Energy Woes—In Search of Lasting Power
|Most of us are likely to miss out on the fact that there are almost 70,000 products that require petroleum as the basic constituent. This includes plastics, acrylics, cosmetics, paints, varnishes, asphalt, fertilizers, medications, etc. To boot, we are sharing these essentials with six billion other individuals who dwell here!
The accomplishments of civilisation have largely been achieved through increasingly efficient and extensive harnessing of various forms of energy. Energy is indispensable for human development and economic growth. Global primary energy use has been expanding by about 2 per cent a year.
Energy use by the developing countries has increased 3-4 times vis-a-vis the OECD countries; this being largely because of the increased incomes and an increasing population growth. The share of the developing countries in global commercial energy use has increased from 13 per cent in 1970 to 30 per cent now. However, the per capita consumption of energy shows only an inequitable distribution between developed and developing countries.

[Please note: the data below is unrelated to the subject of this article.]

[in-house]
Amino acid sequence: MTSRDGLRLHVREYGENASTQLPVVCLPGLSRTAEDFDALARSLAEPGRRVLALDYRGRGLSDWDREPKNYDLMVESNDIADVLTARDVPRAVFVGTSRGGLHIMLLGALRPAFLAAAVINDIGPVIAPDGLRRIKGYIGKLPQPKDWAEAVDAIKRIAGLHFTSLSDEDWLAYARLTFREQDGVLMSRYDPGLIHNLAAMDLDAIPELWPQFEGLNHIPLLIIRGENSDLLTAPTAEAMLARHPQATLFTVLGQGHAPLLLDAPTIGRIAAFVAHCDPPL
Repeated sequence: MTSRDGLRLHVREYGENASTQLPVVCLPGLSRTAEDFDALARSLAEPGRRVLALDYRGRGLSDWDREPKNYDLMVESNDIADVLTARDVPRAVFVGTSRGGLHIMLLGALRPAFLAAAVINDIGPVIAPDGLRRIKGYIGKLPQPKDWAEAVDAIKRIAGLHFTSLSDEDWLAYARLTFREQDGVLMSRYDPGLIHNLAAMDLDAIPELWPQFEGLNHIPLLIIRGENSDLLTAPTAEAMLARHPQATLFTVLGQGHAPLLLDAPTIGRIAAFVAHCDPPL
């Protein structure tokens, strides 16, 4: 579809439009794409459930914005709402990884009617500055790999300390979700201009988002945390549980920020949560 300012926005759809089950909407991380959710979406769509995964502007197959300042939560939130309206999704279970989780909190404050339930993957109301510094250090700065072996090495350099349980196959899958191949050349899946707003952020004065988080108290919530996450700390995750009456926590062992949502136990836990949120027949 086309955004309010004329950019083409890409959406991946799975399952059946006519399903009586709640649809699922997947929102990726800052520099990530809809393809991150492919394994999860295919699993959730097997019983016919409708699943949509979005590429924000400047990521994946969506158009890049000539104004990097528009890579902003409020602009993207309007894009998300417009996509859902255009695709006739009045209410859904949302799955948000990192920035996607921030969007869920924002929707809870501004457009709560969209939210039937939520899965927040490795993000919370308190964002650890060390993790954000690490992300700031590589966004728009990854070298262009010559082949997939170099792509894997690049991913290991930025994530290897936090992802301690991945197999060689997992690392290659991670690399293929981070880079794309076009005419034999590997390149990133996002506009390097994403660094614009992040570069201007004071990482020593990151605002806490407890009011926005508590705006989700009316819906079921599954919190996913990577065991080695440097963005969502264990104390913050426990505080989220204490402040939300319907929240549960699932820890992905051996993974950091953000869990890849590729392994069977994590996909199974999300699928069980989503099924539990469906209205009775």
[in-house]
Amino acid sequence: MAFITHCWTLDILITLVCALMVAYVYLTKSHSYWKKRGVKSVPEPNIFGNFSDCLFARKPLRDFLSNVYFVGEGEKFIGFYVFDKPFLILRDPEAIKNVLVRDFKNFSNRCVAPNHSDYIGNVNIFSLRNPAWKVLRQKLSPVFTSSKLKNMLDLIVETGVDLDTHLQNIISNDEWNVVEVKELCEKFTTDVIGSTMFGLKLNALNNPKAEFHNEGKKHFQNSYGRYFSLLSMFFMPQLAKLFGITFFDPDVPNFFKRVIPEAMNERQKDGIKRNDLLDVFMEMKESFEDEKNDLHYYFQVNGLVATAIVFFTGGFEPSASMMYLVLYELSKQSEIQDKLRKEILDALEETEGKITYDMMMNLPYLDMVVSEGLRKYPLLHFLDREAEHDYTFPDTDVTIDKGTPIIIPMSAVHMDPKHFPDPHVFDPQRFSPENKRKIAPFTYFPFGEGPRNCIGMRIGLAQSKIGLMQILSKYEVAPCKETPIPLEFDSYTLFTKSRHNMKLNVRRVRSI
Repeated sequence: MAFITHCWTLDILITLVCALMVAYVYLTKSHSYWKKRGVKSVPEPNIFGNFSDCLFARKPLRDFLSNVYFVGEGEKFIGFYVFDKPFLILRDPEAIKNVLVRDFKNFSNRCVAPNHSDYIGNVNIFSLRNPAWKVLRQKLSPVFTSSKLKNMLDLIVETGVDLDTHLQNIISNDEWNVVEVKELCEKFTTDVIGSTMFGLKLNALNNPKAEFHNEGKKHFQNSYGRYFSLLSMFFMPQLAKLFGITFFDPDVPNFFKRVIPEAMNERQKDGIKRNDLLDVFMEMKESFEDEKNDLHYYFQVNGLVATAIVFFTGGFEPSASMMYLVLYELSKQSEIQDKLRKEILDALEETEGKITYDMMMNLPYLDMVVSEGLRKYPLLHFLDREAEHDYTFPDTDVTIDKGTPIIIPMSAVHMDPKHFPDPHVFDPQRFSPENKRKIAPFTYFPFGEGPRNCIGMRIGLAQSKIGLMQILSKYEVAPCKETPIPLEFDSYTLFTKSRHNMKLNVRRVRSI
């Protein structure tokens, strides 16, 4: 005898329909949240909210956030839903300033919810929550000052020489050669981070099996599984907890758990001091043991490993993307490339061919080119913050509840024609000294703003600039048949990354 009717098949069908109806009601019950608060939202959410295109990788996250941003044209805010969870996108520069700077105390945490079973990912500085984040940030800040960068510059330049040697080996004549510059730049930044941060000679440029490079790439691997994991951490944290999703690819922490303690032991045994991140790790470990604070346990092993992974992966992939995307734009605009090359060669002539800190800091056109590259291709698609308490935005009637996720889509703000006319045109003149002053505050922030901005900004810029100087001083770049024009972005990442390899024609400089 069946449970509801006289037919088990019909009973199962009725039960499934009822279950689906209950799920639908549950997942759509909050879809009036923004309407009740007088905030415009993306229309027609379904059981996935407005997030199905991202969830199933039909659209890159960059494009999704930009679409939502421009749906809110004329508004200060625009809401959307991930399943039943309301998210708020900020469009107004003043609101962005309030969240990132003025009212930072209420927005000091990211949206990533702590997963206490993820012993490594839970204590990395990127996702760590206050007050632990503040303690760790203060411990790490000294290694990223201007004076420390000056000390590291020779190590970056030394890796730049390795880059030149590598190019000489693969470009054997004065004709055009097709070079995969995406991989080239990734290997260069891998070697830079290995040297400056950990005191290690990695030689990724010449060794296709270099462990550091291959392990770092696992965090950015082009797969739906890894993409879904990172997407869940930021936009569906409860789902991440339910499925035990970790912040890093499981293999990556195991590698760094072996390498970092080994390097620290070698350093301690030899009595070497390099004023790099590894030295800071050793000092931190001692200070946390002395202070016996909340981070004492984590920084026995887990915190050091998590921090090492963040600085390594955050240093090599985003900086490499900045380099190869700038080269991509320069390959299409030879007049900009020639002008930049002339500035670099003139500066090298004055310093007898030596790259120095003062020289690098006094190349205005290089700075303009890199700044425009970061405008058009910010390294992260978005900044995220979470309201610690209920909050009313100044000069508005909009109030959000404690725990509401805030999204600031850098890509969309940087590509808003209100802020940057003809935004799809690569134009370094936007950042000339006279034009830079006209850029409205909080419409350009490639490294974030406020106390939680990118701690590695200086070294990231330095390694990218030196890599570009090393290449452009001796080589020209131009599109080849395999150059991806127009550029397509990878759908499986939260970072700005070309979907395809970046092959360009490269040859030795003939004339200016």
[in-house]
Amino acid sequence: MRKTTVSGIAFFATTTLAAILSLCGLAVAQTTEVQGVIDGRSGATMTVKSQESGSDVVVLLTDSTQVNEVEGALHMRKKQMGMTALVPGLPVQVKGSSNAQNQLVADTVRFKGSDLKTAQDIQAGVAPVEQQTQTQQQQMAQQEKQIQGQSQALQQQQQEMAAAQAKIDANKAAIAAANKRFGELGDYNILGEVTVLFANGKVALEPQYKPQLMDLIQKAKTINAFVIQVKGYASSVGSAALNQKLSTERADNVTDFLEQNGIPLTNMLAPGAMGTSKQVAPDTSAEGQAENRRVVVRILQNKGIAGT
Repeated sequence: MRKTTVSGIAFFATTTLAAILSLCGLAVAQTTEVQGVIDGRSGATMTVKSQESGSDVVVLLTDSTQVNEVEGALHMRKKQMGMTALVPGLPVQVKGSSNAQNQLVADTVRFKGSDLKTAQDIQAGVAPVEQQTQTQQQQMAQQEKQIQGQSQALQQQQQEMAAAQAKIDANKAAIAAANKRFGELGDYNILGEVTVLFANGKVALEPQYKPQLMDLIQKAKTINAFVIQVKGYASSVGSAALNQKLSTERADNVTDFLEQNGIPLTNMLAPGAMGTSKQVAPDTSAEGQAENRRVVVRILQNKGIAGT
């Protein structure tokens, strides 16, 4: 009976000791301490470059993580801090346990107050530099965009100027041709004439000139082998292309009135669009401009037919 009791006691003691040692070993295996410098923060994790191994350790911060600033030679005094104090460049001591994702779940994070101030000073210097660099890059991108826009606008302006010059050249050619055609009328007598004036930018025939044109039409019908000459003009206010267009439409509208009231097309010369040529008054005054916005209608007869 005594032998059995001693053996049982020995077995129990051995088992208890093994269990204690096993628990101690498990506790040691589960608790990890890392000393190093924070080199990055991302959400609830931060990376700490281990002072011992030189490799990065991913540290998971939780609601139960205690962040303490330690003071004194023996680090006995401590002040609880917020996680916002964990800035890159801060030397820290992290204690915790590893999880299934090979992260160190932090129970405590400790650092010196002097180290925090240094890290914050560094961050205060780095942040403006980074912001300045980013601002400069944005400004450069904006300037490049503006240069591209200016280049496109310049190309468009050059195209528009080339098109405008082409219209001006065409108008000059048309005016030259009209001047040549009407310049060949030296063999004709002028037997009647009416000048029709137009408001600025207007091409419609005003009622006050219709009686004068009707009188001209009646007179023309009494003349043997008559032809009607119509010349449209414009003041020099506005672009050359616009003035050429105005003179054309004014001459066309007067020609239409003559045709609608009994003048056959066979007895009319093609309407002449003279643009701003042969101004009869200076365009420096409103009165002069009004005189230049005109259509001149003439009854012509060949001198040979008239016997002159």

Energy transformation is the fastest growing sector in all countries, except transition economies, generally followed by transportation. Electricity generation dominates energy transformation, reflecting the continuing importance of electricity for economic development. Oil refining, coal transformation, gasworks centralised heat production, transmission and distribution losses account for rest of the energy. The four major energy uses, or so-called energy-related services are power generation, electricity consumption, fossil fuels used for mobility (transportation) and fossil fuels used for stationary purposes, such as water heating.
Global energy trade remains dominated by crude oil and oil products. Crude oil, remains the world's chief fuel and the middle eastern countries remain the primary suppliers. United States is the largest consumer of oil, its requirement making up for 25 per cent share in the total consumption. Saudi Arabia has the greatest share in the oil reserves.
The International Energy Agency (IEA) estimates that gas consumption would rise to approach that of coal. Hydroelectric power and renewables would rise steadily, but levels on the whole will remain low. As for nuclear power, consumption is expected to stabilise by 2020.